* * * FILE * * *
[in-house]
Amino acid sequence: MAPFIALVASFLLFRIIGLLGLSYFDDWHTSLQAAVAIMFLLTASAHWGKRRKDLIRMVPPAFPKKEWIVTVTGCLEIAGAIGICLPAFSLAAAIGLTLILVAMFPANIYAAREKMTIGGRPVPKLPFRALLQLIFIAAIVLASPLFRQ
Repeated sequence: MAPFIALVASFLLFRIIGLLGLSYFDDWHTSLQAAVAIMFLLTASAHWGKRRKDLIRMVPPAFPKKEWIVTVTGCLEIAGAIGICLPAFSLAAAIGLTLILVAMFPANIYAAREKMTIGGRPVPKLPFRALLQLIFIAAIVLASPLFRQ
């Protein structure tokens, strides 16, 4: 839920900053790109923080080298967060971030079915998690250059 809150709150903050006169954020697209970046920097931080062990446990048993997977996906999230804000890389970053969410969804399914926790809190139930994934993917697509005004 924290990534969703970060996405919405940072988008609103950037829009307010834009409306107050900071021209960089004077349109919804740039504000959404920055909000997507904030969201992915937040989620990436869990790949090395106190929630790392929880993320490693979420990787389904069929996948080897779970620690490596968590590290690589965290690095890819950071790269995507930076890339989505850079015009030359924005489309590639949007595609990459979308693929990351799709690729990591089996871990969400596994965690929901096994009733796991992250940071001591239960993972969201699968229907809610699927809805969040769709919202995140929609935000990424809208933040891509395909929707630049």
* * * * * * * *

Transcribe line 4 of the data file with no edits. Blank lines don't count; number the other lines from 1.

């Protein structure tokens, strides 16, 4: 839920900053790109923080080298967060971030079915998690250059 809150709150903050006169954020697209970046920097931080062990446990048993997977996906999230804000890389970053969410969804399914926790809190139930994934993917697509005004 924290990534969703970060996405919405940072988008609103950037829009307010834009409306107050900071021209960089004077349109919804740039504000959404920055909000997507904030969201992915937040989620990436869990790949090395106190929630790392929880993320490693979420990787389904069929996948080897779970620690490596968590590290690589965290690095890819950071790269995507930076890339989505850079015009030359924005489309590639949007595609990459979308693929990351799709690729990591089996871990969400596994965690929901096994009733796991992250940071001591239960993972969201699968229907809610699927809805969040769709919202995140929609935000990424809208933040891509395909929707630049």